New NASCAR Rules Announced. Let the Cheating Begin

NASCAR delivered the 2014 Sprint Cup Series rules to race teams today, following what it termed “collaborative development”  whereby it tested 30 Gen 6 cars at Charlotte Motor Speedway recently with mandatory debriefings required from the drivers. The first race using the new rules will be at Phoenix International Raceway in March. However, these rules will not be used for restrictor-plate races, including the 2014 Daytona 500 in February. That green flag has yet to drop.

NASCAR has a disjointed TV package split among networks with weak ratings, and a blue-collar fan base that remains severely hurt by the ongoing effects of the Great Recession and growing income inequality. This is leaving empty seats in its stands that the the trick paint can’t conceal. Worse, in the one area that NASCAR can control, the racing is hardly that. Competition is limited, passing difficult or rare, and cars strung out in long lines, and the scoring incomprehensible. Ho-hum.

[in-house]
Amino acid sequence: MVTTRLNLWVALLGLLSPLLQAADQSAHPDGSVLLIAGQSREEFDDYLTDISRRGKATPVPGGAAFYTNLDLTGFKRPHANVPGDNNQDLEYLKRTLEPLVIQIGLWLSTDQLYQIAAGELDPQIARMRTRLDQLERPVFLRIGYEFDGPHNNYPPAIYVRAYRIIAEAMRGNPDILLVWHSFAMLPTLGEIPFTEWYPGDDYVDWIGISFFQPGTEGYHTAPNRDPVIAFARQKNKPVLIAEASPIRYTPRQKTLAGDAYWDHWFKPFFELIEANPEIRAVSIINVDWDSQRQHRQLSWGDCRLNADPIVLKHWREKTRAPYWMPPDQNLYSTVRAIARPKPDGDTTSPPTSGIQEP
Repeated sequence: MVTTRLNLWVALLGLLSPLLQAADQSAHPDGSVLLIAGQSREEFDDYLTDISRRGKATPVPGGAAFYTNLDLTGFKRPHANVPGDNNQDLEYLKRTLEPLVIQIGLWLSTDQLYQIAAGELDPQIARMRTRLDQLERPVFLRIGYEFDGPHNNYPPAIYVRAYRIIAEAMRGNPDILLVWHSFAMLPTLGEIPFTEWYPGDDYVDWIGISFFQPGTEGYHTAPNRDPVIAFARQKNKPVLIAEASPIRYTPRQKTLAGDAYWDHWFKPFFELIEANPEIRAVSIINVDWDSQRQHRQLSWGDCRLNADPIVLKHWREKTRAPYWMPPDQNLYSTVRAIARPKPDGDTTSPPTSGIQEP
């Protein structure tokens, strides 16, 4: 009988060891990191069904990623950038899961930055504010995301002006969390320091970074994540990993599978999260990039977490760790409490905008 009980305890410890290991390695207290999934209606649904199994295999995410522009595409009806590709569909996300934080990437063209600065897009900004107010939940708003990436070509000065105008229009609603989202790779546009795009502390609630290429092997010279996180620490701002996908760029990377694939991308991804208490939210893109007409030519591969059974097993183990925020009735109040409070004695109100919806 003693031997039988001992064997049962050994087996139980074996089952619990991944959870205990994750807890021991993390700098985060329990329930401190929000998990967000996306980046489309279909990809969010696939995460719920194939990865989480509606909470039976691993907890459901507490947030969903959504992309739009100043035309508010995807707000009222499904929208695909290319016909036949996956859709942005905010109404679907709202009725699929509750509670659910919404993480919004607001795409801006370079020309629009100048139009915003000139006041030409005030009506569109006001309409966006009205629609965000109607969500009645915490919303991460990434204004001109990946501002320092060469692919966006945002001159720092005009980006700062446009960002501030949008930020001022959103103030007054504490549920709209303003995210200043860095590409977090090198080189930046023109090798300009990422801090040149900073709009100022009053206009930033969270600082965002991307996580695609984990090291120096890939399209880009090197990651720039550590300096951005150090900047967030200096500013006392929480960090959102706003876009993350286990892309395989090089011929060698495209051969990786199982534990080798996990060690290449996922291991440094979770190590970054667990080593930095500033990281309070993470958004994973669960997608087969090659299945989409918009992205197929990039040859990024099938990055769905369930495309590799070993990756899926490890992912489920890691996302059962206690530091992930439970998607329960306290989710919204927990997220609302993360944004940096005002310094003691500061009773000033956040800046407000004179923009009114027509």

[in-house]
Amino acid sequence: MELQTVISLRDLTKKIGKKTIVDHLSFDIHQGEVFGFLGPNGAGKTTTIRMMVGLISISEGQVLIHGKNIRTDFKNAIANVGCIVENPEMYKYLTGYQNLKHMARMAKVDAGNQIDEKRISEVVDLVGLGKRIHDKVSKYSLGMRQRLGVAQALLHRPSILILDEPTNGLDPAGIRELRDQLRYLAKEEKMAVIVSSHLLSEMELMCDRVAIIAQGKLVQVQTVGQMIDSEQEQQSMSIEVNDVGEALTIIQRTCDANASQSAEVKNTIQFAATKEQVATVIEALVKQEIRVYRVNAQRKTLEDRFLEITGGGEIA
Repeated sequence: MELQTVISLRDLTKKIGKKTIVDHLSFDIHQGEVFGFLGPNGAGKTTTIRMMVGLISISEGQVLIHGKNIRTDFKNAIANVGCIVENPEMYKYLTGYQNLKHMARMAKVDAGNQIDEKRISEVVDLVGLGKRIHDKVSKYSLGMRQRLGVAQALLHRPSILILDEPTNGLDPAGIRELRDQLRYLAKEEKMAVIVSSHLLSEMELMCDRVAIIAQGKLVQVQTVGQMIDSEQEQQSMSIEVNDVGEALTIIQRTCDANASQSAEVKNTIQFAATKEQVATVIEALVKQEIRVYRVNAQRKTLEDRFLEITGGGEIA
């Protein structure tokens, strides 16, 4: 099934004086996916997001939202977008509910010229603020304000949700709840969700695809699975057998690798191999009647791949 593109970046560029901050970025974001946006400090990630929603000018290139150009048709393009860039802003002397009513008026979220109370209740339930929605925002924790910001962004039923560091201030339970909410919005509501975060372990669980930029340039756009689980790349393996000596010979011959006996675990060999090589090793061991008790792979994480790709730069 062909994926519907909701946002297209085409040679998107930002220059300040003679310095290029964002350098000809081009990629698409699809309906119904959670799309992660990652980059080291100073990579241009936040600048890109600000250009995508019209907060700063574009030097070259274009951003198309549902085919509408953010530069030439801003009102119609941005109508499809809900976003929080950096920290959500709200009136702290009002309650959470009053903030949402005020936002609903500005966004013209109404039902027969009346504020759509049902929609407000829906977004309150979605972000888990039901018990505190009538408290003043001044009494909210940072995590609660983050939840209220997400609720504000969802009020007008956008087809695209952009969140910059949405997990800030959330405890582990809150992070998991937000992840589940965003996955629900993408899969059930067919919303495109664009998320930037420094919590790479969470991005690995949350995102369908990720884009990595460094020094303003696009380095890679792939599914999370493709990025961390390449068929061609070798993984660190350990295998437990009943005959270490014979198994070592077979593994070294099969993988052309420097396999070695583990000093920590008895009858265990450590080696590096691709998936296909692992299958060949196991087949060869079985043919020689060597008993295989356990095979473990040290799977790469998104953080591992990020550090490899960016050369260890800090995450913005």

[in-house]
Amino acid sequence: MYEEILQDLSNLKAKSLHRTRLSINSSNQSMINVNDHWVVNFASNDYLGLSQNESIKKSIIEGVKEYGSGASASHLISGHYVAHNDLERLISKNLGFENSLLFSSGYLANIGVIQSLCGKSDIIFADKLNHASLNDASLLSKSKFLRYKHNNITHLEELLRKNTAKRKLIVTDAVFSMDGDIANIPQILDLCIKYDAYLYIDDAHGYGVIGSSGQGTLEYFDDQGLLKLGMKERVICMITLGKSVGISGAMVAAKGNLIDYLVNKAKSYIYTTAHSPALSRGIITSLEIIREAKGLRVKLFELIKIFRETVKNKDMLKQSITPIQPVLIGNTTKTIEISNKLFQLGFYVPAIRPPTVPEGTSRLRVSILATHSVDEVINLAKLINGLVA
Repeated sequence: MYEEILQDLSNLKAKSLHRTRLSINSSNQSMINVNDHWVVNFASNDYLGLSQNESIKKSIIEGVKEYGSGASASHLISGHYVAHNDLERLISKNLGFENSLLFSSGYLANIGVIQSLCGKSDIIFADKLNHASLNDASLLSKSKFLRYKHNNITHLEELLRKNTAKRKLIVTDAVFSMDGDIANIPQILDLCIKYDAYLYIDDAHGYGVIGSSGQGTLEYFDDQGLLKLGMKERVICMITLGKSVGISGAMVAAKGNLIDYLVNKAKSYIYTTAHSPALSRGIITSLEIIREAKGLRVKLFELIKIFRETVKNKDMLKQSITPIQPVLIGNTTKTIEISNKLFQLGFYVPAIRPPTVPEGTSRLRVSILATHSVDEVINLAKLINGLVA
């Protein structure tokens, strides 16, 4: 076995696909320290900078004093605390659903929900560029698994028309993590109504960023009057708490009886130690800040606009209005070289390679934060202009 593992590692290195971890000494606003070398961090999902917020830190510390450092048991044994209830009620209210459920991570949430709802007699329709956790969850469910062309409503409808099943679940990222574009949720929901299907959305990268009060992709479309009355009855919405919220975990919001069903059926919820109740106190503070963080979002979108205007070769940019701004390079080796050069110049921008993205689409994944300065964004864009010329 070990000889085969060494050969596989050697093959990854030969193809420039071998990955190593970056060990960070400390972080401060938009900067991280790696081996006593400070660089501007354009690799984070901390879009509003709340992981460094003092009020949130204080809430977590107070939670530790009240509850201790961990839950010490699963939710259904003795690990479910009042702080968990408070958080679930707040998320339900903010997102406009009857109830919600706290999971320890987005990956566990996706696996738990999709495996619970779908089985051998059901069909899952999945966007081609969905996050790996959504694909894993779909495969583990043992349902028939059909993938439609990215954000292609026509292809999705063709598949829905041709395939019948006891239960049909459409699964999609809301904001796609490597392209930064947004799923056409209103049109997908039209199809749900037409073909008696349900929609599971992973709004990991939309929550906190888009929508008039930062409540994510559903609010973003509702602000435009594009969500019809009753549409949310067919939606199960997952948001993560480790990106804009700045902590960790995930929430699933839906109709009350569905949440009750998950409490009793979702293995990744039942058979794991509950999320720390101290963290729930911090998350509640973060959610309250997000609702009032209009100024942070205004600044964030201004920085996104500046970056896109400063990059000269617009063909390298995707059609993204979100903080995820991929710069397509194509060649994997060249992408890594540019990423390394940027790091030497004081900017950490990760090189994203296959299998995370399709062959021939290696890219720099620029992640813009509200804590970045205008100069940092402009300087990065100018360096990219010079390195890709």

The so-called Gen-6 car, introduced in 2013 is an effort by NASCAR, Toyota, Chevrolet Division of General Motors and Ford Motor Company to put the “stock” back in stock car, and provide “close, competitive racing.” The jury is still out.

Changes to the 2014 rules include statically setting the racecar ride height and eliminating the pre- and post-race front height rules and inspections. Additionally, 2014 rules include a square leading edge on the splitter, changes to the side skirt and rear fascia, and an eight-inch rear spoiler. Finally, a 43-inch by 13-inch radiator pan completes the changes for 2014.

“It was important to get the final pieces of the rules package to teams as quickly as possible following the final tests last week,” says Gene Stefanyshyn, NASCAR vice president of innovation and racing development.

See: NASCAR Buys Faltering Iowa Speedway

About Ken Zino

Ken Zino is an auto industry veteran with global experience in print and electronic media. He has auto testing, marketing, public relations and communications expertise garnered while working in Asia, Europe and the U.S.
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